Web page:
Despite the significant proliferation of his fan base along with his growing art portfolio, Invader remains to be one of the most elusive figures of the contemporary art market. Taking a page from Banksy’s book, Invader has chosen to hide his identity from the public as a way of liberating his art from tradition; Invader digresses from the road of conformity by prohibiting any strictly biographical reading of his work, allowing his pixelated characters to speak for themselves. When the artist’s own image is mediated through a television screen he too chooses to appear pixelated—as seen in Banksy’s documentary Exit through the Gift Shop (2010) made by Thierry Guetta aka Mr. Brainwash (who also happens to be Invader’s cousin).
The artist’s chosen pseudonym, appropriated from TAITO’s “Space Invaders”— a popular video game in the seventies and eighties—plays on the aesthetic and theoretical strategies at work in his artistic scheme. His earliest street mosaics, which he unveiled in his first ‘invasion wave’ of Paris in 1998, are composed of individual tiles or pixels that mirror the unsophisticated appearance of the world behind the arcade screen. Invader frees these characters from their technologized existence by scattering them in large numbers across large cities—the more of these mosaics Invader can place in each location, the higher his “score.” In his own words, his invasions should be considered “contemporary art, a game, graffiti, street art… and much more.”
A recent surge of interest in Invader’s work can be attributed to the playfulness and nostalgia embedded in his work, which attests to his objective of “leaving a print not only on the streets but also on the minds.” The intention of permanency demanded by the technical application of Invader’s street mosaics allows for a concrete connection between his arcade-utopia and reality, literally invading our space with his creations and perpetually altering its form.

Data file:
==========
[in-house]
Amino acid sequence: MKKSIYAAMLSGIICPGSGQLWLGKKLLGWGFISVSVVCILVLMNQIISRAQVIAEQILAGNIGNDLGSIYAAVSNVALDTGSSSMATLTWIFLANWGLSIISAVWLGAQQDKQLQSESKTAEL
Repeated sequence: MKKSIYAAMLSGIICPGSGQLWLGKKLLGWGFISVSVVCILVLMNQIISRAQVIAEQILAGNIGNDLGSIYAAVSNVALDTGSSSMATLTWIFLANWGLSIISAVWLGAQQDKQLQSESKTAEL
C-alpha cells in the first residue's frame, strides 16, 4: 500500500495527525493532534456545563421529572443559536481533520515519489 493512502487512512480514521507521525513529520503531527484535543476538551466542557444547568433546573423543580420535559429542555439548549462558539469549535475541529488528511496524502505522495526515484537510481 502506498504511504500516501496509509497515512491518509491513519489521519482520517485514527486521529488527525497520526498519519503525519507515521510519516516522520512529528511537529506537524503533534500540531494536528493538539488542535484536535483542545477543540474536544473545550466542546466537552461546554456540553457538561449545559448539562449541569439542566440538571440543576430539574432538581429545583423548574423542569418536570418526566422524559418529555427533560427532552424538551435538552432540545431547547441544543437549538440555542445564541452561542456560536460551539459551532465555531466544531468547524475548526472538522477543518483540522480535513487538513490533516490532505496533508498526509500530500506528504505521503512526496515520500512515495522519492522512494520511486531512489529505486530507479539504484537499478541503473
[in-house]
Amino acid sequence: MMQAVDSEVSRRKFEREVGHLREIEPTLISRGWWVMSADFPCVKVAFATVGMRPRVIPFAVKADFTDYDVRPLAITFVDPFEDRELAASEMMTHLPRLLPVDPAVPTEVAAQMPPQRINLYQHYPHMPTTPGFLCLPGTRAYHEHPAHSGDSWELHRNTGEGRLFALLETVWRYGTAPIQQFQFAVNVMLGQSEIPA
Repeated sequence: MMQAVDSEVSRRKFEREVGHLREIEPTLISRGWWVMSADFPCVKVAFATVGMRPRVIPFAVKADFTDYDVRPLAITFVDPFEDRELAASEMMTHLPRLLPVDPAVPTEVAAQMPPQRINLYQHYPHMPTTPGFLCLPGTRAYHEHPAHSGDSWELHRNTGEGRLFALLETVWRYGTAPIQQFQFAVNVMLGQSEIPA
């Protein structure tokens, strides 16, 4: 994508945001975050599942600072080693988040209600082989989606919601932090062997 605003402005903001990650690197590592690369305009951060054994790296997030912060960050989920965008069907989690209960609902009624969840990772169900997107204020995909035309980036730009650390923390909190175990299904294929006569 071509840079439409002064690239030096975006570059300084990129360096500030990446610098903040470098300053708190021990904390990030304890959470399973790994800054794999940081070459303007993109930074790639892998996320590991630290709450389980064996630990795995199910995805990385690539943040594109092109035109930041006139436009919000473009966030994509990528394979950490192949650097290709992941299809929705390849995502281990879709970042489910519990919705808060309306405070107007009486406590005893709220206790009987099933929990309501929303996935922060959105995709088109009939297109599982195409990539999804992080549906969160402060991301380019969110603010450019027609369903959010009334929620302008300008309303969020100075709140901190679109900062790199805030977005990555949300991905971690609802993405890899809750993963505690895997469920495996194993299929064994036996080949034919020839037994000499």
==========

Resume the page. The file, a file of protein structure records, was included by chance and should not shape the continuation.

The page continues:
In 2004, Invader began to experiment with a new aesthetic, taking popularized images—often from iconic films like A Clockwork Orange (1971) and The Shining (1980), to name a few—and layering the universally familiar Rubik’s Cube façade over them. These works, as well as three-dimensional sculptures modelled after the toy, make up a new style Invader labelled “Rubikscubism.”
The immobile nature of this street art, makes the few printed editions of Invader’s work all the more valuable. As one of the leading venders of Invader’s work Taglialatella Galleries has built an exceptional collection over the years, culminating in a solo exhibition in May, 2017 titled, Game On. The works currently displayed in our Chelsea gallery represent both the original TAITO video game characters that Invader began with, as well as popularized film images that he imprisons within the blocks of his Rubik’s Cube aesthetic—always blurring the lines between game and reality.
Top 3 “Invasions”
“Space2” Invaded the International Space Station (ISS), aboard the European spaceship ATV-5 in 2014.
Undersea, off the coast of Cancun Bay, Mexico in 2007.
On the Hollywood sign in Los Angeles, California in 1999.
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All images for this article are courtesy of space-invaders.com